Seventy-six percent of high schools reported that students took dual enrollment courses with an academic focus, and forty-six percent reported that students took dual enrollment courses with a career or technical-vocational focus. (Thomas, Marken, Gray, & Lewis, 2013).
According the to most recent report from the National Center for Education Statistics, 69 percent of high schools reported enrollments in AP or IB courses, with a total of about 3.5 million enrollments (Thomas, Marken, Gray, & Lewis, 2013).
There are no national data on the number of students taking just AP courses (as opposed to AP and IB courses), but the number of AP exam-takers increased from 537,428 in 1995 to over 1.3 million in 2005 (College Board, 2008).
According the most recent report from the National Center of Education Statistics, 63 percent of high schools that offer dual enrollment have established requirements that students must meet in order to enroll in dual enrollment courses (Thomas, Marken, Gray, & Lewis, 2013).
CCRC has conducted studies in Florida, New York City, and California and found that dual enrollment participation is positively related to a range of college outcomes, including college enrollment and persistence, greater credit accumulation, and higher college GPA.
According to U.S. Department of Education's IPEDs data, 5.5 million students took at least one online course in 2012.
The Sloan Consortium's 2013 Survey of Online Learning Report, reports a larger estimate. According to the survey, slightly more than 7 million college students took at least one online course in Fall, 2012. This represents a 6.1% increase from Fall, 2011.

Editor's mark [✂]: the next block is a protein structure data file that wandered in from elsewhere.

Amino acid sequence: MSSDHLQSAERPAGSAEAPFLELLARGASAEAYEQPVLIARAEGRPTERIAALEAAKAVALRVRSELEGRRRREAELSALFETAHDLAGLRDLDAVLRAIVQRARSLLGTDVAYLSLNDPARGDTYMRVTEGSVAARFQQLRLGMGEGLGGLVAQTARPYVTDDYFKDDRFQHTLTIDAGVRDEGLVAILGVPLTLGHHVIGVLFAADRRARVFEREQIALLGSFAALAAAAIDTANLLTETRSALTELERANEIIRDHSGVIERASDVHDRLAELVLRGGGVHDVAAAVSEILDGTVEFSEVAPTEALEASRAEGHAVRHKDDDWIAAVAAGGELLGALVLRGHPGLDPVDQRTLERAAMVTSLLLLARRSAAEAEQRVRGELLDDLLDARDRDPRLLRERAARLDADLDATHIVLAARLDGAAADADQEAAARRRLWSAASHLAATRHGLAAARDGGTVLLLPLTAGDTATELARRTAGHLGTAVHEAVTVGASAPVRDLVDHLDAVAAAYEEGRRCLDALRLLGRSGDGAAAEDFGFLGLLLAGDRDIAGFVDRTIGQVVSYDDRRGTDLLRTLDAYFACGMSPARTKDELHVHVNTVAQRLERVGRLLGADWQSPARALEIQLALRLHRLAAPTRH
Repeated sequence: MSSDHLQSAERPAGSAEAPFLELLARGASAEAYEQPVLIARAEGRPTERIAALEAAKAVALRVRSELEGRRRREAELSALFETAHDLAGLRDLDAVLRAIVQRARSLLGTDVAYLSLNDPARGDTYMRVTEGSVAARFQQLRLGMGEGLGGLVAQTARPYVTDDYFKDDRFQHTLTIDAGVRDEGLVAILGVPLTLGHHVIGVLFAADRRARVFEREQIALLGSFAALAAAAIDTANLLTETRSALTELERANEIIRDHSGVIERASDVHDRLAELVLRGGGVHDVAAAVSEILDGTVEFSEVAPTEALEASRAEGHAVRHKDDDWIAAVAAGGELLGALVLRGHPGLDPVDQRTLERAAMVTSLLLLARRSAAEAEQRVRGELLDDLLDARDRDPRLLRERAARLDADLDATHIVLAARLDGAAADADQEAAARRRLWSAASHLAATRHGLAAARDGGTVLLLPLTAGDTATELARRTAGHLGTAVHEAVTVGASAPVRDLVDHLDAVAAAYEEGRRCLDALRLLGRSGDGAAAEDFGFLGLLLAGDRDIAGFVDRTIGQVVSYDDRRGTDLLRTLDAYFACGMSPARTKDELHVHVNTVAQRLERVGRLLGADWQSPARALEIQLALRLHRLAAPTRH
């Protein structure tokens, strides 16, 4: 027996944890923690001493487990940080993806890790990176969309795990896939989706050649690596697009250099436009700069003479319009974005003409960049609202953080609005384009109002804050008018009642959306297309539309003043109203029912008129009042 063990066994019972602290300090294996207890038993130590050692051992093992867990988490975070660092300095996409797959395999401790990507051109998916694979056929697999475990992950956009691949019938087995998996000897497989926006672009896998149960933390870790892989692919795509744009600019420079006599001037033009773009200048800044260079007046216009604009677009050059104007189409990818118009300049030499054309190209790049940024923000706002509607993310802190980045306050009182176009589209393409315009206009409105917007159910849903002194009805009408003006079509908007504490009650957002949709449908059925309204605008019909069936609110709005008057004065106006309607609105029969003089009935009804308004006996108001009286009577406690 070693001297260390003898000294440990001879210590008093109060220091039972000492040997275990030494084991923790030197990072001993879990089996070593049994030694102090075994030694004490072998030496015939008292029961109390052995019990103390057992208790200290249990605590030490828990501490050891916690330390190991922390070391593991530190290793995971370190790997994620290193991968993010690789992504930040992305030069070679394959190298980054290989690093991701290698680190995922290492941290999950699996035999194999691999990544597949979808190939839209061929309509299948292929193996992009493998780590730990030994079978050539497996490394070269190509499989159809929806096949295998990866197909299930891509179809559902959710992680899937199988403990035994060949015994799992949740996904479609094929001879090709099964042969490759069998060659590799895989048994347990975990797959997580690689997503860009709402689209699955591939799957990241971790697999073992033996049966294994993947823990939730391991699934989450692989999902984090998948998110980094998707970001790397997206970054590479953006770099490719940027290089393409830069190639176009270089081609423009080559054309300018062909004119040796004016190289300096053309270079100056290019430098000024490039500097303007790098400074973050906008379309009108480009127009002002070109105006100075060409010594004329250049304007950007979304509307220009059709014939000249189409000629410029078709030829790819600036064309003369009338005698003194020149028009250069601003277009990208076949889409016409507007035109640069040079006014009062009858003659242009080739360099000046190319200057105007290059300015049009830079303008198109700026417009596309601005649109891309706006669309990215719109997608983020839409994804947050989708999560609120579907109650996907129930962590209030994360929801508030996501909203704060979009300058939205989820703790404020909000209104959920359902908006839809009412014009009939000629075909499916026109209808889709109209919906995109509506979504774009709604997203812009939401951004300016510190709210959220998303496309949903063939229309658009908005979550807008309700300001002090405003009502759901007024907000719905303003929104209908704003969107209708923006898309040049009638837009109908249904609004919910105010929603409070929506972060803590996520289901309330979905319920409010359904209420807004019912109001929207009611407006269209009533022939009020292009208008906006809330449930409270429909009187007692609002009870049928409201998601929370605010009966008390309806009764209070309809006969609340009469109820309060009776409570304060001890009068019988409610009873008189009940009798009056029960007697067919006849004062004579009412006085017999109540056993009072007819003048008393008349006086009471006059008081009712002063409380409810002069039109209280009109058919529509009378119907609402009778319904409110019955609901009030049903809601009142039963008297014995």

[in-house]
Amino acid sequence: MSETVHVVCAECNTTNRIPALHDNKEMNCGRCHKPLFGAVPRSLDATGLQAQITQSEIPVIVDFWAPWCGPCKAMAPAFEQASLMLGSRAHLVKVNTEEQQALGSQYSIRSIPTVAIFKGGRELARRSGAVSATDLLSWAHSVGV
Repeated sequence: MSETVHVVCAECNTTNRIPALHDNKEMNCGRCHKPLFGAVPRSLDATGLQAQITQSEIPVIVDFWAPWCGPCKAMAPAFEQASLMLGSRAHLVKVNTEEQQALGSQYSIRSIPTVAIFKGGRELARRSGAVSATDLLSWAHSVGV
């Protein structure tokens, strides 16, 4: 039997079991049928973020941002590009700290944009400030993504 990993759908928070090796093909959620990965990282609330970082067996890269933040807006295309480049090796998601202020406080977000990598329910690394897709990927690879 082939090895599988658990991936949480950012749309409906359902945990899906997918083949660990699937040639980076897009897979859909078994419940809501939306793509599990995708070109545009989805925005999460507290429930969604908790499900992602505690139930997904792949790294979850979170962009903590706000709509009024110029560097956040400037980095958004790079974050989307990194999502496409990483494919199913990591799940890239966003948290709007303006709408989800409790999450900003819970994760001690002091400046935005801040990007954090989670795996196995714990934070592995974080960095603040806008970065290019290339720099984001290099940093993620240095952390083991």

Since 2002, the compound annual growth rate in online course enrollment has been 16.1 percent. For comparison, over the same period the overall higher education student body has grown at an annual rate of 2.5 percent. (Allen & Seaman, 2014).
In Fall, 2012, the proportion of higher education students taking at least one online course was 33.5 percent. This rate was 32 percent in Fall, 2011, and slightly less than ten percent in Fall, 2003. (Allen & Seaman, 2014).
A CCRC study of Washington State community and technical college students found that among all courses taken by all students, completion rates in online courses were lower by 5.5 percentage points. Overall, online courses are more popular among better prepared students; therefore, the researchers also compared completion rates of online and face-to-face courses for students who had ever enrolled in an online course (or "ever-online" students). Among all courses taken by ever-online students, the completion rate for online courses was 8.2 percentage points lower (Jaggars, Edgecombe, & Stacey, 2013; Xu & Jaggars, 2011).
Among English courses taken by ever-online students, the online completion rate was 12.8 percentage points lower, and among math courses, the online completion rate was 9.8 percentage points lower. Students who took higher proportions of online courses were slightly less likely to attain a degree or transfer to a four-year college than those who took fewer online courses (Jaggars, Edgecombe, & Stacey, 2013; Xu & Jaggars, 2011).